Monday, December 11, 2006

The almighty Kraken

You've all heard the stories about whole fleets of whaling ships taken down by the mythological Kraken - a tentacle-wielding Neptunian monster who swallows ships whole, and eats young sailors like mere bar nuts? No? Go read some books. Yes? Well you know what I had on my hands. I came face to face with own Kraken last week. God knows what he was doing in my kitchen, but I managed to tame the bastard with red wine, fish stock and some shallots.
I did originally intend him for the silly season, but my freezer went on the blink and I had no choice but to cook him a la moment. First, I needed a sharp sword to slice him up.

The nice chaps at Ocean Fresh (Park Slope) removed eyes, ink sac, beak and those nasty bits. They even put Kraken to a deep sleep in their massive freezer, the sharp growing ice crystals tenderising the succulent flesh. (I hear that putting a wine cork into your pot while cooking Kraken helps the process - either that or spend a few hours flailing the bugger against a rock, while Sirens sing to you). Next step is to sear and dehydrate. There does seems to be a lot of the Kraken before I lower him into a hot Dutch oven, then I hear hissing and a crackle and within a few seconds, the pot is filled with octo-juice and some vastly shrunken pieces of cephalopod. They must dissolve, I deduce. I maintained the high heat until the OJ had vanished and the Kraken turned an appetizing pink colour.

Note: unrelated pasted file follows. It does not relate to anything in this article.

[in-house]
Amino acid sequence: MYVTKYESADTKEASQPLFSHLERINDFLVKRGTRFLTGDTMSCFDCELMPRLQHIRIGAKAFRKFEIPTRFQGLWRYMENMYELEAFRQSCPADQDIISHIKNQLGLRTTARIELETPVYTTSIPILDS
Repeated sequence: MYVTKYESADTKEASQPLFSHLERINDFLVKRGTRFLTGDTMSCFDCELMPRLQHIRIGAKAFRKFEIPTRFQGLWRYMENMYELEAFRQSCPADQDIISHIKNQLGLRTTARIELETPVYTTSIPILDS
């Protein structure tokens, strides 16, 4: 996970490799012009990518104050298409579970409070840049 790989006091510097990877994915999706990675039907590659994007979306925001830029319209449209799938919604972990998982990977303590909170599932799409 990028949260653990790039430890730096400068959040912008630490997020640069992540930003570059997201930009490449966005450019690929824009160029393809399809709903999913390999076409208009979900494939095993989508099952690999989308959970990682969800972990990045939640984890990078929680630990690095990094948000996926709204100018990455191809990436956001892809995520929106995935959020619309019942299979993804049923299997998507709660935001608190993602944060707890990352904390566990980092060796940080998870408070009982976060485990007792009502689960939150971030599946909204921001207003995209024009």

Next comes a slug of olive oil, a handful of roughly chopped shallots. 2 crushed garlic cloves, about a cup of red wine, some rather cheerful-looking fish stock (half cup), a cup of tomato sauce, or crushed tomatoes and some herbs, whatever you have (I had thyme, some bay leaves, a bit of parsley). I stewed for about an hour, maybe thirty minutes longer, I just kept testing.

I reckon it should have the al-dente quality of just-cooked pasta, but of course it's a very personal thing. I did deviate somewhat from the traditional Greek recipe, some cooks even add orange juice. Just keep it really simple....the Kraken has a delicate flavour which you'll need to preserve as best you can. We ate Kraken with some bread and a green salad. We enjoyed it hugely, and I was surprised at the missus to be honest. She's not normally one for scoffing strange creatures, but she couldn't get enough of this beasty. She didn't even stop eating to say "Thanks, Doll" or wipe the great swaithes of braising sauce from her face. Bless.


Anonymous said...

Shourya Chowdhury

Jason said...

Yeesh - Annoying anonymous comments! I just disabled those...

Looking good Teddy. Although the fish on that fish stock does look entirely too jovial.

pinknest said...

kraken!! aaaaah!!! beak removal!

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